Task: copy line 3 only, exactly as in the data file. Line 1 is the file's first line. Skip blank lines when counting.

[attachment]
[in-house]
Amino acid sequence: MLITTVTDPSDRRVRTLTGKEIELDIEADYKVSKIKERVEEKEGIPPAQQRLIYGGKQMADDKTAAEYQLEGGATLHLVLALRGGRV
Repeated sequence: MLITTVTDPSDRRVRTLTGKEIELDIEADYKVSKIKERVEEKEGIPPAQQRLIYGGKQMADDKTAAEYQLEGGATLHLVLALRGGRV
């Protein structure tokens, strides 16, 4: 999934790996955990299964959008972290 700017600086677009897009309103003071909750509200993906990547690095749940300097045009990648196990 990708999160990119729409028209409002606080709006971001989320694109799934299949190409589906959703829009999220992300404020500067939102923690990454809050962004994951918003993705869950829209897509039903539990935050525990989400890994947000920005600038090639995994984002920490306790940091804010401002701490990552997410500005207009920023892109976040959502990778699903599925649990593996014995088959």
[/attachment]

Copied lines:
Repeated sequence: MLITTVTDPSDRRVRTLTGKEIELDIEADYKVSKIKERVEEKEGIPPAQQRLIYGGKQMADDKTAAEYQLEGGATLHLVLALRGGRV